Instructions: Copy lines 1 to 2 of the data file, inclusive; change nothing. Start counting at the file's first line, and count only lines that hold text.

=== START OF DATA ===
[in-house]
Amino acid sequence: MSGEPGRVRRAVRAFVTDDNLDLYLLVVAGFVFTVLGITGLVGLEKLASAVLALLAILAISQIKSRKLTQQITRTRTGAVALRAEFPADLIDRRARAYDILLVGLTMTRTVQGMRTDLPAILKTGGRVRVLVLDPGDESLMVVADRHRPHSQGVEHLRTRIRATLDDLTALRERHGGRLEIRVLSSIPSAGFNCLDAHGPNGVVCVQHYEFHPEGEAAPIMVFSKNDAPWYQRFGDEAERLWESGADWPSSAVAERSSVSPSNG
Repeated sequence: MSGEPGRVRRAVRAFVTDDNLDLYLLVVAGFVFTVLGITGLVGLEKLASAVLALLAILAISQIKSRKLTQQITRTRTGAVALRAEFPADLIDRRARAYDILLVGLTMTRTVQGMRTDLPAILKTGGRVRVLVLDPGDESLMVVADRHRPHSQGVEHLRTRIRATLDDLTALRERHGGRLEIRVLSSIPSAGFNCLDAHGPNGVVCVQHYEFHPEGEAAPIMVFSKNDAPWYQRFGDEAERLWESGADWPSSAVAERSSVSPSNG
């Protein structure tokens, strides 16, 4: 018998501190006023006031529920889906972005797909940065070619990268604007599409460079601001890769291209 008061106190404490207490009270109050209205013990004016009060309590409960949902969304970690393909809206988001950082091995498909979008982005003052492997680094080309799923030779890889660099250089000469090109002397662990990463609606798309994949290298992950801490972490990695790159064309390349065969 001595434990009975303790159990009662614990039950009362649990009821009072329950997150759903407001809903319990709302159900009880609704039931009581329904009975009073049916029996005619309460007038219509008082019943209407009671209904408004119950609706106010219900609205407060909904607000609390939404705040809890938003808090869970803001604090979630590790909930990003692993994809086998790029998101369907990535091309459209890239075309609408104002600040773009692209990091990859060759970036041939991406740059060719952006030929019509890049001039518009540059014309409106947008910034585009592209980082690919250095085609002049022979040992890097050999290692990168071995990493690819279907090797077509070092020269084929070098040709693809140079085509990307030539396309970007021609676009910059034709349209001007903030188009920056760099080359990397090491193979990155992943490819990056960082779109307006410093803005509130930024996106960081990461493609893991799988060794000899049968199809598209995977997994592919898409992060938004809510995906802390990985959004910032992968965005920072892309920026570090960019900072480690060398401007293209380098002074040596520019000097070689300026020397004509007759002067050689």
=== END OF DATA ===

[in-house]
Amino acid sequence: MSGEPGRVRRAVRAFVTDDNLDLYLLVVAGFVFTVLGITGLVGLEKLASAVLALLAILAISQIKSRKLTQQITRTRTGAVALRAEFPADLIDRRARAYDILLVGLTMTRTVQGMRTDLPAILKTGGRVRVLVLDPGDESLMVVADRHRPHSQGVEHLRTRIRATLDDLTALRERHGGRLEIRVLSSIPSAGFNCLDAHGPNGVVCVQHYEFHPEGEAAPIMVFSKNDAPWYQRFGDEAERLWESGADWPSSAVAERSSVSPSNG